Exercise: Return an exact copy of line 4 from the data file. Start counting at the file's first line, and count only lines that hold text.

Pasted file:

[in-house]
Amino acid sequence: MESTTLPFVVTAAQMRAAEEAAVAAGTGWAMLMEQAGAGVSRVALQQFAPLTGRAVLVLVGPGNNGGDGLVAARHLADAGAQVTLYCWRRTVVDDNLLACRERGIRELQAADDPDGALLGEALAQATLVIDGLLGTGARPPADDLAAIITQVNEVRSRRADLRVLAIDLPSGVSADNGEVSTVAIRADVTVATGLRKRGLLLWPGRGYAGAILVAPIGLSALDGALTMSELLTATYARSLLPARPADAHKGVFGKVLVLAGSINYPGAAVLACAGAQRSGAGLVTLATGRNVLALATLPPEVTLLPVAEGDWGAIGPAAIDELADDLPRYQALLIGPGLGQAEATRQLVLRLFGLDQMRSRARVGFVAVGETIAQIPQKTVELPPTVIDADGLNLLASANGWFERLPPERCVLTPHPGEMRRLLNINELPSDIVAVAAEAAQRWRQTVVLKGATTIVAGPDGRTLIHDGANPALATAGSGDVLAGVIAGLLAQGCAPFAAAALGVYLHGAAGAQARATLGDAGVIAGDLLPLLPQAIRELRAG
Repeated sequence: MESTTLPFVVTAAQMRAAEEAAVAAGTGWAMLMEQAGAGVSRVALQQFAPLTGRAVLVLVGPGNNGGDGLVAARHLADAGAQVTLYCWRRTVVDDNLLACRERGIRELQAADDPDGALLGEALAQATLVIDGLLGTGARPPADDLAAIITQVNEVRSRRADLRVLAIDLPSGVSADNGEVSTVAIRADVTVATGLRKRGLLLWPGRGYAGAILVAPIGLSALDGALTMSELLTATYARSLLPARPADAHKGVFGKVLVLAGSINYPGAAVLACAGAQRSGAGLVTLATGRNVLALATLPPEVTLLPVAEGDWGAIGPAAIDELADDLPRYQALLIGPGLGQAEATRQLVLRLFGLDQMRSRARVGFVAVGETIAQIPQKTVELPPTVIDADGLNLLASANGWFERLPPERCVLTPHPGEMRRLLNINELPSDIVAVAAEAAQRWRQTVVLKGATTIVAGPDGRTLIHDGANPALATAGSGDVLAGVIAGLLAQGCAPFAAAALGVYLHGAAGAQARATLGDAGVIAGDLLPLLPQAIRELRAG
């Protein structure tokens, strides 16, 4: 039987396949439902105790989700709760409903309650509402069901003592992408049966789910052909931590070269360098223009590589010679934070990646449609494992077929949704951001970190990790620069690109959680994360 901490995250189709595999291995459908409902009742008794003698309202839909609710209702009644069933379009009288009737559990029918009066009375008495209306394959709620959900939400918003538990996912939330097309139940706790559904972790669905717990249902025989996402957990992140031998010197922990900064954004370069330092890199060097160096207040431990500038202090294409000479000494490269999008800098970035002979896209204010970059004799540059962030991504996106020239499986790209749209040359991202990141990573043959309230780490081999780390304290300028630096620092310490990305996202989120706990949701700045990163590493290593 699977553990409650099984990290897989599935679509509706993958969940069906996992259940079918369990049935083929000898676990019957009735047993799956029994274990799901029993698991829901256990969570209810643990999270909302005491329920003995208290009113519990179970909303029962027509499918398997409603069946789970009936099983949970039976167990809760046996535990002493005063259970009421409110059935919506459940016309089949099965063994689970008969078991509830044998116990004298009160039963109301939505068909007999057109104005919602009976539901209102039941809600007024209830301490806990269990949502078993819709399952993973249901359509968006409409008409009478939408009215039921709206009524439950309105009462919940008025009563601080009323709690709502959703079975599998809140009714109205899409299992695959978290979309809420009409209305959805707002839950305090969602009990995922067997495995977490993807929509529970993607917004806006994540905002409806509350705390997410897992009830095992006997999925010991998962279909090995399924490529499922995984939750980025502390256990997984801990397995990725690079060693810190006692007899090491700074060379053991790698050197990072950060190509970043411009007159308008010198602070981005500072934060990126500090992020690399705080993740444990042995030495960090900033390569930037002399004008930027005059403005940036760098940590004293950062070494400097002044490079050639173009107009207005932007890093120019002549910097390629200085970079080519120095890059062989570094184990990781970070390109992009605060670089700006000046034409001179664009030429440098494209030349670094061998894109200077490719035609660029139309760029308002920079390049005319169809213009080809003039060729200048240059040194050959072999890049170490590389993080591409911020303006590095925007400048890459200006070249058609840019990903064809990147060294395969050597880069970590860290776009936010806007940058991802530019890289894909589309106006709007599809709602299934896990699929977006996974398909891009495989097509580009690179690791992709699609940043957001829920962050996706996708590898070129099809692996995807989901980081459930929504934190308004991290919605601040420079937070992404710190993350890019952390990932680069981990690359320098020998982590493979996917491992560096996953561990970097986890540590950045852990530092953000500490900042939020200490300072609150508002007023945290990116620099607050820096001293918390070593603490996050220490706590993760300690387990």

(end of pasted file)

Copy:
């Protein structure tokens, strides 16, 4: 039987396949439902105790989700709760409903309650509402069901003592992408049966789910052909931590070269360098223009590589010679934070990646449609494992077929949704951001970190990790620069690109959680994360 901490995250189709595999291995459908409902009742008794003698309202839909609710209702009644069933379009009288009737559990029918009066009375008495209306394959709620959900939400918003538990996912939330097309139940706790559904972790669905717990249902025989996402957990992140031998010197922990900064954004370069330092890199060097160096207040431990500038202090294409000479000494490269999008800098970035002979896209204010970059004799540059962030991504996106020239499986790209749209040359991202990141990573043959309230780490081999780390304290300028630096620092310490990305996202989120706990949701700045990163590493290593 699977553990409650099984990290897989599935679509509706993958969940069906996992259940079918369990049935083929000898676990019957009735047993799956029994274990799901029993698991829901256990969570209810643990999270909302005491329920003995208290009113519990179970909303029962027509499918398997409603069946789970009936099983949970039976167990809760046996535990002493005063259970009421409110059935919506459940016309089949099965063994689970008969078991509830044998116990004298009160039963109301939505068909007999057109104005919602009976539901209102039941809600007024209830301490806990269990949502078993819709399952993973249901359509968006409409008409009478939408009215039921709206009524439950309105009462919940008025009563601080009323709690709502959703079975599998809140009714109205899409299992695959978290979309809420009409209305959805707002839950305090969602009990995922067997495995977490993807929509529970993607917004806006994540905002409806509350705390997410897992009830095992006997999925010991998962279909090995399924490529499922995984939750980025502390256990997984801990397995990725690079060693810190006692007899090491700074060379053991790698050197990072950060190509970043411009007159308008010198602070981005500072934060990126500090992020690399705080993740444990042995030495960090900033390569930037002399004008930027005059403005940036760098940590004293950062070494400097002044490079050639173009107009207005932007890093120019002549910097390629200085970079080519120095890059062989570094184990990781970070390109992009605060670089700006000046034409001179664009030429440098494209030349670094061998894109200077490719035609660029139309760029308002920079390049005319169809213009080809003039060729200048240059040194050959072999890049170490590389993080591409911020303006590095925007400048890459200006070249058609840019990903064809990147060294395969050597880069970590860290776009936010806007940058991802530019890289894909589309106006709007599809709602299934896990699929977006996974398909891009495989097509580009690179690791992709699609940043957001829920962050996706996708590898070129099809692996995807989901980081459930929504934190308004991290919605601040420079937070992404710190993350890019952390990932680069981990690359320098020998982590493979996917491992560096996953561990970097986890540590950045852990530092953000500490900042939020200490300072609150508002007023945290990116620099607050820096001293918390070593603490996050220490706590993760300690387990």